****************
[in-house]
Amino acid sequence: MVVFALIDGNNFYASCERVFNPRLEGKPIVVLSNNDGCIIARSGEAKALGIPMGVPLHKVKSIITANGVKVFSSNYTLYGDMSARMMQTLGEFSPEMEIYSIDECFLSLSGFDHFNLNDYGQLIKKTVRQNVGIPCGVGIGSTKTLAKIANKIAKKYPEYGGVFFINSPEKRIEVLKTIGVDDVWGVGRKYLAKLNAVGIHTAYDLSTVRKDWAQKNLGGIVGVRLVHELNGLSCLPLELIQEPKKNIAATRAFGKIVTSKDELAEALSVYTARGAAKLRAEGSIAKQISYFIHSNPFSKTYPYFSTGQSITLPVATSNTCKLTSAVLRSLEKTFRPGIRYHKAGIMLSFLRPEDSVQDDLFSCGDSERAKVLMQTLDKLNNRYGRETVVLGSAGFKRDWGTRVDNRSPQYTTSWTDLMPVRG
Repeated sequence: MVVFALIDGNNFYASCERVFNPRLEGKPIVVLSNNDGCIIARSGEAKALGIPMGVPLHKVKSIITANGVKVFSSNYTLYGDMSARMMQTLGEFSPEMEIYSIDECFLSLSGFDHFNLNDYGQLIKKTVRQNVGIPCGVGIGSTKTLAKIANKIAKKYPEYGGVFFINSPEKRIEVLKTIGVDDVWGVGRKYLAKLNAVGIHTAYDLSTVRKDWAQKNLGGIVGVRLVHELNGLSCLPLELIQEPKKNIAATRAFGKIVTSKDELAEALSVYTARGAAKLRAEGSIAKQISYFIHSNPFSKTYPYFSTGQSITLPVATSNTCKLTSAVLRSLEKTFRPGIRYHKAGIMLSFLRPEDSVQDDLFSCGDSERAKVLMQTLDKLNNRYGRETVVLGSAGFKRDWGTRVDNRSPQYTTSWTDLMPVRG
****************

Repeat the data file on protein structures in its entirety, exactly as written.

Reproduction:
[in-house]
Amino acid sequence: MVVFALIDGNNFYASCERVFNPRLEGKPIVVLSNNDGCIIARSGEAKALGIPMGVPLHKVKSIITANGVKVFSSNYTLYGDMSARMMQTLGEFSPEMEIYSIDECFLSLSGFDHFNLNDYGQLIKKTVRQNVGIPCGVGIGSTKTLAKIANKIAKKYPEYGGVFFINSPEKRIEVLKTIGVDDVWGVGRKYLAKLNAVGIHTAYDLSTVRKDWAQKNLGGIVGVRLVHELNGLSCLPLELIQEPKKNIAATRAFGKIVTSKDELAEALSVYTARGAAKLRAEGSIAKQISYFIHSNPFSKTYPYFSTGQSITLPVATSNTCKLTSAVLRSLEKTFRPGIRYHKAGIMLSFLRPEDSVQDDLFSCGDSERAKVLMQTLDKLNNRYGRETVVLGSAGFKRDWGTRVDNRSPQYTTSWTDLMPVRG
Repeated sequence: MVVFALIDGNNFYASCERVFNPRLEGKPIVVLSNNDGCIIARSGEAKALGIPMGVPLHKVKSIITANGVKVFSSNYTLYGDMSARMMQTLGEFSPEMEIYSIDECFLSLSGFDHFNLNDYGQLIKKTVRQNVGIPCGVGIGSTKTLAKIANKIAKKYPEYGGVFFINSPEKRIEVLKTIGVDDVWGVGRKYLAKLNAVGIHTAYDLSTVRKDWAQKNLGGIVGVRLVHELNGLSCLPLELIQEPKKNIAATRAFGKIVTSKDELAEALSVYTARGAAKLRAEGSIAKQISYFIHSNPFSKTYPYFSTGQSITLPVATSNTCKLTSAVLRSLEKTFRPGIRYHKAGIMLSFLRPEDSVQDDLFSCGDSERAKVLMQTLDKLNNRYGRETVVLGSAGFKRDWGTRVDNRSPQYTTSWTDLMPVRG